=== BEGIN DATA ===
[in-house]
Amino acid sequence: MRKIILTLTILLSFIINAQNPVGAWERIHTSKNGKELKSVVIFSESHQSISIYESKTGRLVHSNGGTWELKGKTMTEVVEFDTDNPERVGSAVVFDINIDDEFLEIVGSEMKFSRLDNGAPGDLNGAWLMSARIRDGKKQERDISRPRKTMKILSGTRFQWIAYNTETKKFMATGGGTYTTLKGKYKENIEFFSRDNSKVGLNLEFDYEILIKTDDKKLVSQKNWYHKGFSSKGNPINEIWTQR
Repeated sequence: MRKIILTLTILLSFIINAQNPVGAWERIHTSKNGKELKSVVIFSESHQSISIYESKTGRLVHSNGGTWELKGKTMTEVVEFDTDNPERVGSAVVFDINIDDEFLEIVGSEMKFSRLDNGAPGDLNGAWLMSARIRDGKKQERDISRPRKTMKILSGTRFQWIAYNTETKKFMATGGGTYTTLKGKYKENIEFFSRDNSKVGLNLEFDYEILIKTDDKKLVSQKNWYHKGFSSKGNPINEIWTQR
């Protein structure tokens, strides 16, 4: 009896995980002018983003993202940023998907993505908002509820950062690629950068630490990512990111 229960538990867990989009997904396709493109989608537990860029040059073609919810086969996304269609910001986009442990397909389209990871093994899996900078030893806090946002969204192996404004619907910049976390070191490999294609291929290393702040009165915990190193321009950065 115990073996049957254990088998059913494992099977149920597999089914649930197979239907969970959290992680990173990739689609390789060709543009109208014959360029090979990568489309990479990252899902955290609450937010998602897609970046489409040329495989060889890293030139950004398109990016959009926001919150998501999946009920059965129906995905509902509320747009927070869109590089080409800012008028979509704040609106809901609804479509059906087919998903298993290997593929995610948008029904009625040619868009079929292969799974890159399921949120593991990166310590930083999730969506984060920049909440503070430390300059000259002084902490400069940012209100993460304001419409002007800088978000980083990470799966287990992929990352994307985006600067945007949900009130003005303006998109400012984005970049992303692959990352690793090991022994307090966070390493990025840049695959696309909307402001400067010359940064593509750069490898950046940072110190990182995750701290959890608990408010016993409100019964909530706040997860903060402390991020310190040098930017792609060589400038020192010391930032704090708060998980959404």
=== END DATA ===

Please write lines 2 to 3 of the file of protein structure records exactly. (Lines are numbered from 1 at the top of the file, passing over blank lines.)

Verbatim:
Amino acid sequence: MRKIILTLTILLSFIINAQNPVGAWERIHTSKNGKELKSVVIFSESHQSISIYESKTGRLVHSNGGTWELKGKTMTEVVEFDTDNPERVGSAVVFDINIDDEFLEIVGSEMKFSRLDNGAPGDLNGAWLMSARIRDGKKQERDISRPRKTMKILSGTRFQWIAYNTETKKFMATGGGTYTTLKGKYKENIEFFSRDNSKVGLNLEFDYEILIKTDDKKLVSQKNWYHKGFSSKGNPINEIWTQR
Repeated sequence: MRKIILTLTILLSFIINAQNPVGAWERIHTSKNGKELKSVVIFSESHQSISIYESKTGRLVHSNGGTWELKGKTMTEVVEFDTDNPERVGSAVVFDINIDDEFLEIVGSEMKFSRLDNGAPGDLNGAWLMSARIRDGKKQERDISRPRKTMKILSGTRFQWIAYNTETKKFMATGGGTYTTLKGKYKENIEFFSRDNSKVGLNLEFDYEILIKTDDKKLVSQKNWYHKGFSSKGNPINEIWTQR